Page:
Greed makes Malinowski a vulnerable target for Democrats clinging to power

Democratic Rep. Tom Malinowski, who has sought to present himself as a champion for transparency, made about 90 stock transactions worth between $671,000 and $2.67 million in 2020, but a Business Insider expose revealed that in violation of federal law he failed to disclose those trades.

The Foundation for Accountability and Civic Trust (FACT) in July filed a second complaint with the Office of Congressional Ethics over Malinowski’s failure to timely disclose nine stock trades worth at least $186,000 in line with deadlines set under the Stock Trading on Congressional Knowledge (STOCK) Act.

The House Ethics Committee publicly acknowledged that it is reviewing whether Rep. Tom Malinowski (D-N.J.), one of the most vulnerable House Democrats heading into next year’s midterms, violated ethics rules and federal law.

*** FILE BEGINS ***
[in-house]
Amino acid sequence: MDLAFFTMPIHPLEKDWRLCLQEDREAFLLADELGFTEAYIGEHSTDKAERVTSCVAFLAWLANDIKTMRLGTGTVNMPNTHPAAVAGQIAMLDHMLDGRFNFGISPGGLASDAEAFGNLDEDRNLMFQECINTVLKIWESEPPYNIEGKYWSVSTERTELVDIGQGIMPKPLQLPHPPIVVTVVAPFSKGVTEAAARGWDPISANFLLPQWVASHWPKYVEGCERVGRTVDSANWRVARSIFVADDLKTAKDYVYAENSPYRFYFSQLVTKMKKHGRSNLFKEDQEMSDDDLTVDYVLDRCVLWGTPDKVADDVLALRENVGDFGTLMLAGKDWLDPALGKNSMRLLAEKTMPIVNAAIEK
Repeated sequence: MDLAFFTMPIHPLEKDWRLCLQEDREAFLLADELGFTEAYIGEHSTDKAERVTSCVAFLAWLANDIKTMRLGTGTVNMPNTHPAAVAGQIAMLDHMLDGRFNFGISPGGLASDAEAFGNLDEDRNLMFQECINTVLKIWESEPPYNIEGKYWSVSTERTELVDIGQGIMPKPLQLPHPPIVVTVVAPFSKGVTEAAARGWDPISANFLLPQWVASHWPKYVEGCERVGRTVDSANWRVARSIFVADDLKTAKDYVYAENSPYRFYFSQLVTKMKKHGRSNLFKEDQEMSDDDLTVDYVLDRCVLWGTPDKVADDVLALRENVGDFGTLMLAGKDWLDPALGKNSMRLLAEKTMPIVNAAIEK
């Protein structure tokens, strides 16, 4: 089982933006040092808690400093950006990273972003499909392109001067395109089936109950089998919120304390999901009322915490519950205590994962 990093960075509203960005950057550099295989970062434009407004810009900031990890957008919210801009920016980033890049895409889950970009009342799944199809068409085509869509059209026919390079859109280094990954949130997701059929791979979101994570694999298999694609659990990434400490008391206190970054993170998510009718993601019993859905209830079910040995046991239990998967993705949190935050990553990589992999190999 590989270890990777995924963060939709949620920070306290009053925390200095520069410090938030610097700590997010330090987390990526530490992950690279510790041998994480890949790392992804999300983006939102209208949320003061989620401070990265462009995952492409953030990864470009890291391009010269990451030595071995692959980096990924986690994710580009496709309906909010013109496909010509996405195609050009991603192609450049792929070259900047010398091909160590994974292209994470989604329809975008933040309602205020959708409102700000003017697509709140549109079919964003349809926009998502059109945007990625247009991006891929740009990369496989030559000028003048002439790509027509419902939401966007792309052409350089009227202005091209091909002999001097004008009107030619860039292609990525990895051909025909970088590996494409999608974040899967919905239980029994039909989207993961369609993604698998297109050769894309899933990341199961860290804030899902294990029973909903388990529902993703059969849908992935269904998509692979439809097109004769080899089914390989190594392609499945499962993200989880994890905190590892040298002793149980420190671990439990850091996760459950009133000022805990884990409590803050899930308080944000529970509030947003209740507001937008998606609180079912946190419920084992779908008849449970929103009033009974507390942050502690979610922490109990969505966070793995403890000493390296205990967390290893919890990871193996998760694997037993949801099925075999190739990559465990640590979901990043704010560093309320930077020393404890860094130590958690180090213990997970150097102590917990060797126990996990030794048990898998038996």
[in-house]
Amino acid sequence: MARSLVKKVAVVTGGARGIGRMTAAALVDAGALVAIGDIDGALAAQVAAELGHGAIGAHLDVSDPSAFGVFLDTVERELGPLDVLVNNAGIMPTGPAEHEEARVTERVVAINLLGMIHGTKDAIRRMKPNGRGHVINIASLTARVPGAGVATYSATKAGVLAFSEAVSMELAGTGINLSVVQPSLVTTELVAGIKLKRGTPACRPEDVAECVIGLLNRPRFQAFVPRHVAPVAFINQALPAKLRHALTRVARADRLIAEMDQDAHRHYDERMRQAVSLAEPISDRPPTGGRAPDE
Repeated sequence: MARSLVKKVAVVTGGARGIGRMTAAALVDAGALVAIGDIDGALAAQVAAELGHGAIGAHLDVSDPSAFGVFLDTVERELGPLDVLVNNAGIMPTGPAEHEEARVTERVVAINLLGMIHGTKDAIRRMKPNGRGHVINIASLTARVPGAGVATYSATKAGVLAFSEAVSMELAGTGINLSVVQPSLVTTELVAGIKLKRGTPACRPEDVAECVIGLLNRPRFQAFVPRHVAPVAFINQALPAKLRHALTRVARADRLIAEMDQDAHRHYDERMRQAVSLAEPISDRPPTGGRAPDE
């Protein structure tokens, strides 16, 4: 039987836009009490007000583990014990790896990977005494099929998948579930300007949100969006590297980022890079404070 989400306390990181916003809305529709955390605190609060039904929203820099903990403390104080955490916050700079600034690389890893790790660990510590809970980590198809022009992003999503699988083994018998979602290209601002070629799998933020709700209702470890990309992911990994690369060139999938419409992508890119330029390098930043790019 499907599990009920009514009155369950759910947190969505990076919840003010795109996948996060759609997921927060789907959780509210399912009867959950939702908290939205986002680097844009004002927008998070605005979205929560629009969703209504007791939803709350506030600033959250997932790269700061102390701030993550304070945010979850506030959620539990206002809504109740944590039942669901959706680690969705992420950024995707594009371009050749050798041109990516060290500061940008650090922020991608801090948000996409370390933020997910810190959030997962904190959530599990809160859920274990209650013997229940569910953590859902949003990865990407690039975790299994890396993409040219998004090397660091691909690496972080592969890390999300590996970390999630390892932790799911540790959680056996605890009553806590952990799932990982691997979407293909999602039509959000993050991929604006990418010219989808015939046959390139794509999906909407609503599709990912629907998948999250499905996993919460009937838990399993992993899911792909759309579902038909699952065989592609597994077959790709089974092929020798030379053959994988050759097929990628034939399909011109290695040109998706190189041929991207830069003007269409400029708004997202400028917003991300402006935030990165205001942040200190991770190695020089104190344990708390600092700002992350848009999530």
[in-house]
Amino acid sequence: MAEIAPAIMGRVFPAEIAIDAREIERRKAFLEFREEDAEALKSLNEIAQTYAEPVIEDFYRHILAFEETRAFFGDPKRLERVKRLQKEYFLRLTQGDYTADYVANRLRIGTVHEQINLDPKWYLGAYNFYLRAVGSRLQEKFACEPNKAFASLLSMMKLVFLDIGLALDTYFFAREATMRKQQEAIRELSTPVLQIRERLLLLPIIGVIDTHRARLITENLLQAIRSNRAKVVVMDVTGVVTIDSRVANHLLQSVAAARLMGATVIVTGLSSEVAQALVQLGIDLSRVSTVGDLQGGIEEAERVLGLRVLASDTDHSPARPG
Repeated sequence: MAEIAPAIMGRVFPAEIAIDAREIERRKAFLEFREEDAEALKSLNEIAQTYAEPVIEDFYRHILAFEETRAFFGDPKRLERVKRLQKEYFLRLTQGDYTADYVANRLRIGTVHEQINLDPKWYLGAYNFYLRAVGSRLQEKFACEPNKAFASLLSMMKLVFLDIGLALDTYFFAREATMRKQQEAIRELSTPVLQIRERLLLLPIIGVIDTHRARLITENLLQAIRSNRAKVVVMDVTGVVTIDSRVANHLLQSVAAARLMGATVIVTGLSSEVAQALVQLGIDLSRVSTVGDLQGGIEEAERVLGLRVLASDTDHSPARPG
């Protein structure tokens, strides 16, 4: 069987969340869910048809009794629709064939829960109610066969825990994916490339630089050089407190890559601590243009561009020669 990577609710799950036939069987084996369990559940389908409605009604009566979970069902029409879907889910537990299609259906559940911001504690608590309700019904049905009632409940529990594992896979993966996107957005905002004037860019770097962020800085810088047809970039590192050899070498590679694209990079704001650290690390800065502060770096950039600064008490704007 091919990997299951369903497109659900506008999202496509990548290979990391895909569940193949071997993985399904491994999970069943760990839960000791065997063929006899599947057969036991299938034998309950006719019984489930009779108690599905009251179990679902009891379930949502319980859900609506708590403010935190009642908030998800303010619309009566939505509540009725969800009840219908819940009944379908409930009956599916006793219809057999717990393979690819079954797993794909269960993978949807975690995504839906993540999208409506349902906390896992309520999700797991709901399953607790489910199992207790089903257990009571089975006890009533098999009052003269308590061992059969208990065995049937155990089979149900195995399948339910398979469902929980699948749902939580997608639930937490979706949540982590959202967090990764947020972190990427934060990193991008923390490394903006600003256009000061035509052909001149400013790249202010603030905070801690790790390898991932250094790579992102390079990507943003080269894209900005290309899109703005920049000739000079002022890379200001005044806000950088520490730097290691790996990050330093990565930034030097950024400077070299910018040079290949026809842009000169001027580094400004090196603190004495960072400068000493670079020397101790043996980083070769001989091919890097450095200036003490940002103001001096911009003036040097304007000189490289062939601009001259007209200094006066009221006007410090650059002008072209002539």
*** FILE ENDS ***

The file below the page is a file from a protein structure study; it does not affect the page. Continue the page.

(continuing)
They . They control the White House. But the Democrats have a razor-thin majority in the House of Representatives and a tie in the Senate, where they are trapped in webs formed from cumbersome and archaic legislative rules, which the GOP adeptly comes up with ways to bend whenever they cannot make the knots tighter.

Two ethics complaints were filed against Malinowski earlier this year after Business Insider reported that he failed to disclose stock transactions worth at least $671,000 in violation of a federal law designed to prevent insider trading by members of Congress. The Associated Press also found that Malinowski bought or sold as much as $1 million of stock in medical and tech companies with a stake in the handling of the COVID-19 pandemic.